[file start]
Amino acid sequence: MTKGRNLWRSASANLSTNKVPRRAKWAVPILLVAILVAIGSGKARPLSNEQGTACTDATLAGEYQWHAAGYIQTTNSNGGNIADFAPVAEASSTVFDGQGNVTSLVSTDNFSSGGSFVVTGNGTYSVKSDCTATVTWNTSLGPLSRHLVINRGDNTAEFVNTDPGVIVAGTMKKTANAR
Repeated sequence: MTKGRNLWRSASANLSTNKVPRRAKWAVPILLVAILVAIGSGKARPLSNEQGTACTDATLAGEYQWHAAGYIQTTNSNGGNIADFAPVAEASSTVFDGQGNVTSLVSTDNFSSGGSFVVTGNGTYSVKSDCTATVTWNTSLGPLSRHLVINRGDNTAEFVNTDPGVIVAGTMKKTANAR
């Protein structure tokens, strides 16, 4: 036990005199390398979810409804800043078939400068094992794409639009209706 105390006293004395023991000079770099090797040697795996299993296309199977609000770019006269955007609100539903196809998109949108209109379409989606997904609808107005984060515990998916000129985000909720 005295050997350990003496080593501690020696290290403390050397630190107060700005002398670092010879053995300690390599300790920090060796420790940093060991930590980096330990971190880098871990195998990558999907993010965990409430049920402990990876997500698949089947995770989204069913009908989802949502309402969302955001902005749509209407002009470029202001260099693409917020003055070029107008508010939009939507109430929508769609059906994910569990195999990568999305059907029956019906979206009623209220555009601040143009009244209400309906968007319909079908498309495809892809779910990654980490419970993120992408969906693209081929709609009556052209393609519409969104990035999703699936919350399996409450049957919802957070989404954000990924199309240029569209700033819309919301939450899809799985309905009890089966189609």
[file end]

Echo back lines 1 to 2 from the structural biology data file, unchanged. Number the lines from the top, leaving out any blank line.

Amino acid sequence: MTKGRNLWRSASANLSTNKVPRRAKWAVPILLVAILVAIGSGKARPLSNEQGTACTDATLAGEYQWHAAGYIQTTNSNGGNIADFAPVAEASSTVFDGQGNVTSLVSTDNFSSGGSFVVTGNGTYSVKSDCTATVTWNTSLGPLSRHLVINRGDNTAEFVNTDPGVIVAGTMKKTANAR
Repeated sequence: MTKGRNLWRSASANLSTNKVPRRAKWAVPILLVAILVAIGSGKARPLSNEQGTACTDATLAGEYQWHAAGYIQTTNSNGGNIADFAPVAEASSTVFDGQGNVTSLVSTDNFSSGGSFVVTGNGTYSVKSDCTATVTWNTSLGPLSRHLVINRGDNTAEFVNTDPGVIVAGTMKKTANAR